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It's Your Money -- Keep an Eye On It! After your home, your 401(k) plan has the potential to be your next biggest financial asset.

An anti-fraud campaign by the Department of Labor uncovered a small fraction of employers who abused employee contributions by either using the money for corporate purposes or holding on to the money too long. Here are 10 "red flag" warning signs that your pension contributions are being misused.

 

        1. Your 401(k) or individual account statement is consistently late or comes at irregular intervals

        2. Your account balance does not appear to be accurate

        3. Your employer failed to transmit your contribution to the plan on a timely basis. 

        4. A significant drop in account balance that cannot be explained by normal market ups and downs

        5. 401(k) or individual account statement shows your contribution from your paycheck was not made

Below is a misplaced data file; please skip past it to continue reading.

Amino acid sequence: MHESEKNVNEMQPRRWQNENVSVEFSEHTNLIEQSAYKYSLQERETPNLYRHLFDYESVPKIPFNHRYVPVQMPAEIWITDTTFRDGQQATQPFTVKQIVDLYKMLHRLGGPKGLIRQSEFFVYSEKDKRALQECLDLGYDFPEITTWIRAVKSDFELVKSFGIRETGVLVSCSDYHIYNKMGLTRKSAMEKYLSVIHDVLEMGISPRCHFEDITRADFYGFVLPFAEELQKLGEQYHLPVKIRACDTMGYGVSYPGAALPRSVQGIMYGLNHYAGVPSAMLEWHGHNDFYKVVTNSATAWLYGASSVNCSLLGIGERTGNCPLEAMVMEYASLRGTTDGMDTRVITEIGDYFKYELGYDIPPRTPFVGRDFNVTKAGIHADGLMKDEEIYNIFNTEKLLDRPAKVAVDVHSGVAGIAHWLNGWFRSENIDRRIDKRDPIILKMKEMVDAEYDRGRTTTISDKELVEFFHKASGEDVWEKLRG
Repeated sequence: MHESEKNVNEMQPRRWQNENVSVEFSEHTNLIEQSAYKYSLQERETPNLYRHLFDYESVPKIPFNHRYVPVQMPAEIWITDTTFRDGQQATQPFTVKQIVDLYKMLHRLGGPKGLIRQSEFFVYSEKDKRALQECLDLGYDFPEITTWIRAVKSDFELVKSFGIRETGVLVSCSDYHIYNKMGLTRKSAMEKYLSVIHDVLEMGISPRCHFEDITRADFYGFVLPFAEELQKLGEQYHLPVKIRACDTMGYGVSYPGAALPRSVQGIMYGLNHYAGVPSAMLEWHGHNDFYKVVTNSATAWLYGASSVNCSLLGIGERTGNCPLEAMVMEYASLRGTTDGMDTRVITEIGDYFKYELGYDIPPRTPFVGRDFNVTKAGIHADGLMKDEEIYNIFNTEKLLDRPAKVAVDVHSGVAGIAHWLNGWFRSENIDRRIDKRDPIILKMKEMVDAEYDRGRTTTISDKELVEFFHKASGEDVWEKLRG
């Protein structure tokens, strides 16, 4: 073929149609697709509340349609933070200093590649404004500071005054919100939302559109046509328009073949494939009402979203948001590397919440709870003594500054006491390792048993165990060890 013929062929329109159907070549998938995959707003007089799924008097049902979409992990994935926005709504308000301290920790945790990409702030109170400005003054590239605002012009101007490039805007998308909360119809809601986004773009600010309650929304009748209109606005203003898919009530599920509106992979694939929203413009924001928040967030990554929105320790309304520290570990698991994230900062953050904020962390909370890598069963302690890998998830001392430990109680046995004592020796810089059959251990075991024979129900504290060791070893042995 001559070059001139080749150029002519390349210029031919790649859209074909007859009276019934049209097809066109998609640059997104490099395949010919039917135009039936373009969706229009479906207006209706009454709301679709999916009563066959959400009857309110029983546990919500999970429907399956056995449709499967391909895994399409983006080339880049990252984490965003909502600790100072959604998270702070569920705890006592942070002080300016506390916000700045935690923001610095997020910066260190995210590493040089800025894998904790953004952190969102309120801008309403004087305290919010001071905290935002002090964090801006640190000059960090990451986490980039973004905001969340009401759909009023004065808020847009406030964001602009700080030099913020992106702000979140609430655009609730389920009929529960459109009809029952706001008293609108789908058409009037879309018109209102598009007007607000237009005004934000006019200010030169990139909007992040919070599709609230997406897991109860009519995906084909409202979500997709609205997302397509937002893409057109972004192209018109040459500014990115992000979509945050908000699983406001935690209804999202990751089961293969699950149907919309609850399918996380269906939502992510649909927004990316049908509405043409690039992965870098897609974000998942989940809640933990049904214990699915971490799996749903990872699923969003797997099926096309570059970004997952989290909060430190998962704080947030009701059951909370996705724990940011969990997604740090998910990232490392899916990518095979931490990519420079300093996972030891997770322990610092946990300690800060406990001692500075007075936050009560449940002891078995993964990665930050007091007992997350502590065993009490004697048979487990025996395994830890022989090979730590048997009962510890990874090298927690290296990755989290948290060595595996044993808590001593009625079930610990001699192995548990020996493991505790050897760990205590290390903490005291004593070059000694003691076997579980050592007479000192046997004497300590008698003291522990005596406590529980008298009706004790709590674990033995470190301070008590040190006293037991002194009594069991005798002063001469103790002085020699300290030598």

6. Investments listed on your statement are not what you authorized

        7. Former employees are having trouble getting their benefits paid on time or in the correct amounts

        8. Unusual transactions, such as a loan to the employer, a corporate officer, or one of the plan trustees

        9. Frequent and unexplained changes in investment managers or consultants

        10. Your employer has recently experienced severe financial difficulty.

           

How can you protect yourself?  

The most important step is to look at your quarterly statement.  Open it when you get it, and compare it to the prior statement. Balances should begin where the last statement ended. Contributions into the account might not exactly match amounts withheld from your paychecks due to timing differences, but it should be possible to track each month's withholding into your 401(k) account.  You should compare how well your investment options performed vs. similar publicly traded mutual funds. Again, the yield on your funds might not match the public funds, but similar funds should produce similar results. The next step, if your quarterly statement raises questions, is to ask your 401(k) administrator to help you resolve those questions. You are your own first line of defense: don't stop asking questions until you are satisfied your money is being handled properly.

 

 


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